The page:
Is another recession around the corner?

Thatís what many economists believe might happen if the UKís rate of GDP growth continues to slow. A full blown recession is defined as three successive quarterly periods in which economic growth turns negative. Although this seems unlikely, a weak level of GDP growth might not be sufficient to keep job creation going.

The melt-down in the Far East has caused the value of many tiger economiesí currencies to halve. It may reduce the cost of imported consumer goods. But it could also bring inward investment into the UK to a shuddering halt.

Meanwhile, Ministers have warned that a rise in earnings might undermine continued recovery. At 4.75%, average wage rises are plainly higher than inflation, but improvements in unit labour costs mean that productivity gains are still outstripping wage rises.

This possible weakening of the economy compounds the effects of a key Government decision taken just days after the election. At the time, handing the operational control of interest rates to a more independent Bank of England was a masterly stroke. It reassured the markets to an extent that will have been the envy of Labour Chancellors from previous generations. But the Bankís deflationist hawks have hiked up interest rates and boosted Sterling to levels that make exporters wince. And these are just the conditions that plunged Britain into deep, "home-made" recessions in 1980 and 1990.

The signs are a little ominous. Business confidence has been falling sharply in recent months according to the CBI. Confidence is a fickle commodity and businesses claim they are facing a cocktail of fears: higher commercial taxes, the national minimum wage, interest rate rises, an overvalued pound and even the millenium bug.

Smaller firms are the gloomiest. And this could be a serious problem for the Governmentís welfare to work ambitions.

By the end of this year, we estimate that private sector employers will need to supply at least 30,000 vacancies for New Deal jobs. And because these jobs are meant to last, employers may well have to come up with another 30,000 or so within another 6 months. This may not happen if the economy turns downwards. It certainly will not happen if a recession makes firms start laying off workers. As the "Employer Agreements" between companies and the Employment Service make clear, the Government subsidy will be clawed back if a company is found to have substituted regular employees with New Dealers.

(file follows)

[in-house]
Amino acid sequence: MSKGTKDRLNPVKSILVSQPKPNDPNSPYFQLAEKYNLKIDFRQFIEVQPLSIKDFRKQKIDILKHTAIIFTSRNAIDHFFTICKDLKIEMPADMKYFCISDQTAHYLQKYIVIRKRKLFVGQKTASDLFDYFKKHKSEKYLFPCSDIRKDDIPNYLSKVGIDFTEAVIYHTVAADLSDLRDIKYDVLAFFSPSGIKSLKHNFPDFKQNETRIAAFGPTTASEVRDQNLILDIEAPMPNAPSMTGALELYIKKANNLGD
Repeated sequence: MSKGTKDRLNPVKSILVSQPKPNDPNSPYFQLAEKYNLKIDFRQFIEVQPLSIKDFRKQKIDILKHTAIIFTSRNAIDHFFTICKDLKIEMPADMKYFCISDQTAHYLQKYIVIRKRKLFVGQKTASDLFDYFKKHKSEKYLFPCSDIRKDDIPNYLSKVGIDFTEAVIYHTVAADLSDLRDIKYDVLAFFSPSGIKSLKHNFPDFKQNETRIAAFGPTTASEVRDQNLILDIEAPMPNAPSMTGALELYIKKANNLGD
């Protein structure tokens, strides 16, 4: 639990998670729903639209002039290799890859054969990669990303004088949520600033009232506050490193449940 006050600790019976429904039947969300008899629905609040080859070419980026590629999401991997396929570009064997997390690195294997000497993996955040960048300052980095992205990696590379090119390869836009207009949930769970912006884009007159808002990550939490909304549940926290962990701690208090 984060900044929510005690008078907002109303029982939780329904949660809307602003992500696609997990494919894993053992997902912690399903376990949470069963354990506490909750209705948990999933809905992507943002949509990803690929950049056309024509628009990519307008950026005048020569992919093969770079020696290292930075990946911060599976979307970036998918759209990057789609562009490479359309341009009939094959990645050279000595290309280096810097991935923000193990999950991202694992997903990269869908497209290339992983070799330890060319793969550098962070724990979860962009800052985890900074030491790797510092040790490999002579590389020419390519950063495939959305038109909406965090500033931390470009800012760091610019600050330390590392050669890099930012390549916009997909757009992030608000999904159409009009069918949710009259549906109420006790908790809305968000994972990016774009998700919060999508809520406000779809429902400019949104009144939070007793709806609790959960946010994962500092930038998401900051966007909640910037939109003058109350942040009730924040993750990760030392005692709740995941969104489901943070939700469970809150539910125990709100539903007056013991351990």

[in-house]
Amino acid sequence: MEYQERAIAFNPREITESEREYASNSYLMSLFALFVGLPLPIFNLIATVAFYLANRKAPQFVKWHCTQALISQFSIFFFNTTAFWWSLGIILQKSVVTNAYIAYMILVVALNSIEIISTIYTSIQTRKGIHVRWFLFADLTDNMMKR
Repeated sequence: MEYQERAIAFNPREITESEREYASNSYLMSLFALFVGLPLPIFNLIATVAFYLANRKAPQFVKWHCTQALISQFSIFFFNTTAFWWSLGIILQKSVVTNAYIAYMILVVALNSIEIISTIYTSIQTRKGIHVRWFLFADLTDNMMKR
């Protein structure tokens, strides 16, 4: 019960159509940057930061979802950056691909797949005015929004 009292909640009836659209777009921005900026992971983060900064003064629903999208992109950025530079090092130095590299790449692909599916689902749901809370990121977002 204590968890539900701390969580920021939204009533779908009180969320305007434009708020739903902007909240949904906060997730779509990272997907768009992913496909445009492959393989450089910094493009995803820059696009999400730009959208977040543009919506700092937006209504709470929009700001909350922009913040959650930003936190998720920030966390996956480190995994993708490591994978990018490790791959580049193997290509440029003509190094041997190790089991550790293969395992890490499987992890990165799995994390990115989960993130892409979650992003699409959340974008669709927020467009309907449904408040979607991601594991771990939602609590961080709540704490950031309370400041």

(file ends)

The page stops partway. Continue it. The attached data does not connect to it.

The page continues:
Welfare to work is plainly the Governmentís flagship policy. Its modernist mix of self help and State support defines the New Labour project. And to make Gordon Brownís economic theory a reality, there has to be a substantial shift from "remedial" spending, like social security, to "renewal" spending like education, infrastructure investment or even preventative medicine. If the economy turns sour, welfare to work will fail. Either it will have to fall back on make-work (the Australian experience) or because, in a deteriorating economy, it will become a deeply punatitive, US style workfare regime, rather than a social democratic rescue strategy for Britainís poor.

Unemployment Unit & Youthaid

We are pleased to anounce that the Unemployment Unit and Youthaid have amalgamated. Although previously two separate legal entities, both organisations have worked in continuous, close cooperation since 1989. Indeed, the Unit was founded in 1981 by Clare Short as a spin-off from Youthaid when she was its Director. So the historical provenance of merger is good. And like any commercially driven merger, this combination yields obvious logistical, business, financial and fundraising benefits.

But there is a stronger logic behind the merger. It is an understanding of the political situation.

The election of a new Government has transformed the political scene and placed labour market exclusion at the forefront of policy debate. Of Labourís key election pledges, "welfare to work" has rapidly emerged as one of its absolute flagship policies. But the new Government makes no categoric distinctions between youth and adult labour market exclusion. Instead it has a strategy which views the labour market in a holistic way and treats the different types of exclusion or disadvantage as symptoms of market failure, Government mistakes or individual dysfunction.

So, our new organisation will capitalise on strong technical expertise and our extensive networks of connections - particularly at the local level. We propose to build a new organisation which adopts a comprehensive and single minded purpose to tackling both youth and adult labour market exclusion.